By Andrew R. Graybill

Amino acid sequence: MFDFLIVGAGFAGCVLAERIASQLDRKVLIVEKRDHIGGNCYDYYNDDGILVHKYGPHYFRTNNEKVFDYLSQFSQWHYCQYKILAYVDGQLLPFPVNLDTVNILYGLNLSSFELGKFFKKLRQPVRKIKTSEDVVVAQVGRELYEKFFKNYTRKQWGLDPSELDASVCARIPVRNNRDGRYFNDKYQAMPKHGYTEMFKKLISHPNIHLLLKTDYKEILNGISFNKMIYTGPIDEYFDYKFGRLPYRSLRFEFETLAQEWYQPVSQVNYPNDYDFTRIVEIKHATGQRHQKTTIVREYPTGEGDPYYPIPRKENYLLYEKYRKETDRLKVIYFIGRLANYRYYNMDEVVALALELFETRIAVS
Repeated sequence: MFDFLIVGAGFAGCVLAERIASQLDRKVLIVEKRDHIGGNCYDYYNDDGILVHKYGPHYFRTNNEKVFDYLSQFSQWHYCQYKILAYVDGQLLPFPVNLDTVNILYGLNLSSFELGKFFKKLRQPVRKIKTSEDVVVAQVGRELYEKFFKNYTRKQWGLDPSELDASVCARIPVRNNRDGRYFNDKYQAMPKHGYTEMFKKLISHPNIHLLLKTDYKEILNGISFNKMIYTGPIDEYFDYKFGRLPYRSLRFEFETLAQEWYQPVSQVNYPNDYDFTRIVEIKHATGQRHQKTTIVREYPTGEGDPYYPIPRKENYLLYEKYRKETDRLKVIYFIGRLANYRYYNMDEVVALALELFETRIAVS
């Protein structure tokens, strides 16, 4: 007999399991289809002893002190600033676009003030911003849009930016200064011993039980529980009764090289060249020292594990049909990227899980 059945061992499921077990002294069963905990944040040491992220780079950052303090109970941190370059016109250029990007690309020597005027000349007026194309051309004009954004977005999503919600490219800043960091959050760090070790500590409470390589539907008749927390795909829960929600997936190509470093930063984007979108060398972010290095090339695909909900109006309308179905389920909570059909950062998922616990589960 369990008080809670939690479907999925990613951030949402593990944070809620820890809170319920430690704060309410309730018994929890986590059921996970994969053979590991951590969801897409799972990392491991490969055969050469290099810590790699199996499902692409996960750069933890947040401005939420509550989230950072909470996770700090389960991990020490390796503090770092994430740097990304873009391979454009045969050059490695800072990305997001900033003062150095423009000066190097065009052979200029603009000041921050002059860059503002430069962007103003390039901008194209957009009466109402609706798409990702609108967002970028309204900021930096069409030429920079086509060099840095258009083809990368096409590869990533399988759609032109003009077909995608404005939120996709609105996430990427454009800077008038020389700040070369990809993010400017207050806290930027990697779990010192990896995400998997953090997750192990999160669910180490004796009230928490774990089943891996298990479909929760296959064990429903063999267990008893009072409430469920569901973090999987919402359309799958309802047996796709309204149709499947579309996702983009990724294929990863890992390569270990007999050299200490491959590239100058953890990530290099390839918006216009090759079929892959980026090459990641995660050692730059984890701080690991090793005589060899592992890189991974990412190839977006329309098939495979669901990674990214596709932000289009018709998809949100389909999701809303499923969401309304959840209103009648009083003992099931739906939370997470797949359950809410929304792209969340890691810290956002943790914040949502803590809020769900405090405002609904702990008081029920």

In the late nineteenth century, the Texas Rangers and Canada's North-West Mounted Police were formed to bring the resource-rich hinterlands at either end of the Great Plains under governmental control. Native and rural peoples often found themselves squarely in the path of this westward expansion and the law enforcement agents that led the way. Though separated by nearly two thousand miles, the Rangers and Mounties performed nearly identical functions, including subjugating Indigenous groups; dispossessing peoples of mixed ancestry; defending the property of big cattlemen; and policing industrial disputes. Yet the means by which the two forces achieved these ends sharply diverged; while the Rangers often relied on violence, the Mounties usually exercised restraint, a fact that highlights some of the fundamental differences between the U. S. and Canadian Wests. Policing the Great Plains presents the first comparative history of the two most famous constabularies in the world.